Sen. Ted Cruz (R-TX) has decided he may want some help from Washington after all to stop Trump.
But alas, his entreaties to his Senate colleagues aren’t going very well.
Cruz is facing varied and dynamic obstacles in his quest to build support on the Hill. Some senators are stubbornly nursing grudges against the freshman senator’s 2013 government shutdown gambit or any other number of slights and affronts he committed as a freshman senator that made him deeply unpopular. Other senators endorsed candidates who already dropped out of the race and are unwilling to repeat that mistake with Donald Trump the clear frontrunner and Cruz likely needing a contested convention to win the nomination.
Ultimately, Cruz is little more than a polarizing colleague asking individual senators to go out on a limb for him on his long-shot bid to deny Trump the nomination. It’s a request that makes for sometimes awkward private conversations.
According to one Republican senator, who was given anonymity to disclose details about the conversation with Cruz he had, Cruz’s pitch went beyond a standard courtesy call.
“It wasn’t a short phone call,” the Republican senator said. “It wasn’t a hello, help me phone call.”
The senator said Cruz’s pitch is that even though he had disagreements with the conference on strategy, he and his colleagues had shared the same goals.
Cruz has been reaching out both by phone and in person to make appeals to senators. He spoke directly with Sen. Cory Gardner (R-CO) when he was in Colorado last weekend and talked on the telephone with freshman South Carolina Sen. Tim Scott last week. He’s also dispatched his only two Senate supporters so far Sens. Mike Lee (R-Utah) and onetime adversary Sen. Lindsey Graham (R-S.C.) to make appeals on the Hill in his stead.
Majority Whip John Cornyn (R-TX) said he’d personally advised Cruz weeks ago to come back to the Hill and make a pitch to the conference if he was serious about shoring up support.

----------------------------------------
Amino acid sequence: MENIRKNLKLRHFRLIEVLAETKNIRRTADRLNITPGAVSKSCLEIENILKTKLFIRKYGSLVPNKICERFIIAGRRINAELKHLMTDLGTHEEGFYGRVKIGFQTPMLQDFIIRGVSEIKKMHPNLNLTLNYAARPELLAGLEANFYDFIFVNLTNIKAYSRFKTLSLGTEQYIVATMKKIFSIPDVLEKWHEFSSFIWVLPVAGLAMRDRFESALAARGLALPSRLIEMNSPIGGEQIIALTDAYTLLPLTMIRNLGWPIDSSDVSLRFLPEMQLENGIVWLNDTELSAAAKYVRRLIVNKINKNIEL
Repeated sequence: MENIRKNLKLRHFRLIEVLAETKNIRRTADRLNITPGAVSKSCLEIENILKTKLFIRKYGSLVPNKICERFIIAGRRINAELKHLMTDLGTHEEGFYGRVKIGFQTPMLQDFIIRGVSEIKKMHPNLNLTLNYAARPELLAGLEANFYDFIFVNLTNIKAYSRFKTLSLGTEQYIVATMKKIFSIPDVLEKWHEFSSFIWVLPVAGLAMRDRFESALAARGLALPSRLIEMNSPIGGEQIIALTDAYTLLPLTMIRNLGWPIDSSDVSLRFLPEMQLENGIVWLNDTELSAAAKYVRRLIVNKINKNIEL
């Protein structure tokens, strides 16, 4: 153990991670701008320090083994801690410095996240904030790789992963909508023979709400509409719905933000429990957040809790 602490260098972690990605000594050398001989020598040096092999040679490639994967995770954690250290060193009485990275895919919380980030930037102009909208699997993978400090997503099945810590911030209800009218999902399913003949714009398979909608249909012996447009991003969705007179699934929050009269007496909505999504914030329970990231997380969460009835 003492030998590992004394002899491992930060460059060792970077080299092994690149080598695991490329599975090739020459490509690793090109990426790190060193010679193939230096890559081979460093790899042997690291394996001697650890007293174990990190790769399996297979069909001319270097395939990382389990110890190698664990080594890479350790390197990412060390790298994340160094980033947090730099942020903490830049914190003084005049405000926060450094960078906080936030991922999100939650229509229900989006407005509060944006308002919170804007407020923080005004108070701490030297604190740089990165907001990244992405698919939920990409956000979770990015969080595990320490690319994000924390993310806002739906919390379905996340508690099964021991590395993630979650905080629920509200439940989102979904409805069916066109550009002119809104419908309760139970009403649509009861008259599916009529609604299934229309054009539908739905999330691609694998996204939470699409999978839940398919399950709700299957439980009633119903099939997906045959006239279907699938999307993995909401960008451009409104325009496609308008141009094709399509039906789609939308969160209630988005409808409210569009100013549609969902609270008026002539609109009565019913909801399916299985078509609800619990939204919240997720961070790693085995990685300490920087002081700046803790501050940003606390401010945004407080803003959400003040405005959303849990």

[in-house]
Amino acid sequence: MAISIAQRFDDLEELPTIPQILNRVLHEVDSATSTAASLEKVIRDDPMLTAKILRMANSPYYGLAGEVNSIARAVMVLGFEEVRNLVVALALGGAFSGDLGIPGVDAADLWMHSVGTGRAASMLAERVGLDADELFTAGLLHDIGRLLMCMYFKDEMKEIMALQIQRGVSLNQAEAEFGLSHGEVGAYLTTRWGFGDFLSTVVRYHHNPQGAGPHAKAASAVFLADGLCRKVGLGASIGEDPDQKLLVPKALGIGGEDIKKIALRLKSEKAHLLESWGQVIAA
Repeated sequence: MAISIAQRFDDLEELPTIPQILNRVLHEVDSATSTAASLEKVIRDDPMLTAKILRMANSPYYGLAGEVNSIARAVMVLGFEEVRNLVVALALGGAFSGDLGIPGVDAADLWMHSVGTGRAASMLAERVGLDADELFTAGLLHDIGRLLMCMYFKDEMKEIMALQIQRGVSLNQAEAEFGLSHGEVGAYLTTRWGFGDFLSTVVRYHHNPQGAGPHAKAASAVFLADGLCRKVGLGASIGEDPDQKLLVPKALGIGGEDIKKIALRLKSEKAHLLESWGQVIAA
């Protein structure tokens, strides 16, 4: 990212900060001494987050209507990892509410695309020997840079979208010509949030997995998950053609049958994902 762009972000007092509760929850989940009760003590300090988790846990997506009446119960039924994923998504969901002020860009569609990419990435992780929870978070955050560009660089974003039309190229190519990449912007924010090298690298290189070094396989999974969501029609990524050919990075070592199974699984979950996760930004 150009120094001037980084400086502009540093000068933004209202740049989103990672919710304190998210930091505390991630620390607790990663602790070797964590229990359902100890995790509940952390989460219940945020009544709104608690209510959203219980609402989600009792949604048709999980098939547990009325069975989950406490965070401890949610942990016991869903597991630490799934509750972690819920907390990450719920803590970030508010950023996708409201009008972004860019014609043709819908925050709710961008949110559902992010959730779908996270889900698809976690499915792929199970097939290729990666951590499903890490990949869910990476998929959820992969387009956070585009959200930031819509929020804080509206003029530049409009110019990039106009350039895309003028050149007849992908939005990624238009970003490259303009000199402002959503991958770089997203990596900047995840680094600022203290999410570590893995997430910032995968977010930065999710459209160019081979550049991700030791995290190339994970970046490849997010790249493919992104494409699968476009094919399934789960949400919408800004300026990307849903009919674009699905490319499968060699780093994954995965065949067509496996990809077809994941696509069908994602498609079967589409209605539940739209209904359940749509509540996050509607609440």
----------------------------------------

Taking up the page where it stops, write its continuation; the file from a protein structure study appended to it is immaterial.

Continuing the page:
But despite Cruz and his allies’ efforts, senators don’t seem willing to take the leap for Cruz especially after watching their first choice candidates fizzle out on the trail. Sen. Jeff Flake (R-AZ), who originally had backed Rubio, said he was approached by Lee about if he was thinking about endorsing Cruz. His answer? “Nope.”
Scott, another Rubio backer, said that he plans to stay on the sidelines until delegates decide on a nominee in Cleveland even though Cruz had talked to him directly.
“The fact of the matter is one endorsement is plenty per cycle,” Scott said.
And the list goes on.
“I won’t be endorsing anybody until we got a nominee coming out of Cleveland,” said Sen. Thom Tillis (R-NC)
Even Sen. Marco Rubio (R-FL) who said Wednesday Cruz was the only conservative candidate left in the race, later clarified to reporters that the compliment was not to be taken as a Cruz endorsement.
Aside from approaching endorsement-wary senators, Cruz’s other struggle is perception. He is attempting to coalesce support in Washington while simultaneously trying to maintain his reputation as an outsider. Cruz’s screeds against the “Washington cartel” were supposed to help him sail to the nomination in a fervently anti-establishment election cycle, but it turns out now he needed the very senators he has been campaigning against.
“It’s pretty tough to just let bygones be bygones when the person who is asking you for your endorsement is a person that’s labeled you as the problem with Washington,” said Sen. Dan Coats (R-IN). “He is trying to have it both ways and I don’t think he can have it both ways.”
Another Republican senator speaking on background said “In my case, I’ll support him if he is the nominee, but I don’t intend to do anything else.”
There also is no indication that Cruz has made attempts to apologize to the Republican Senate’s leader, Mitch McConnell, a man with major sway in the GOP whom Cruz once called a “liar.” A spokesman for McConnell’s office told TPM he was not aware of any conversations between the senators recently. The Cruz campaign did not respond to TPM’s request for comment.
A McConnell endorsement could change the game for Cruz and signal to other Republican senators that it is time to put old trespasses out of mind to preserve the party.
Short of that, it looks like Cruz is going to have to keep working the delegate game without a big assist from Washington.
“He’s purposefully separated himself from Washington so he could run that kind of a campaign. That is his strategy,” said Sen. Chuck Grassley, the chairman of the Senate Judiciary Committee who said he had not heard from Cruz and does not fault him for that. “He’s probably proud of the fact that he doesn’t have a lot of support because that way he’s got credentials with his grassroots effort to be president.”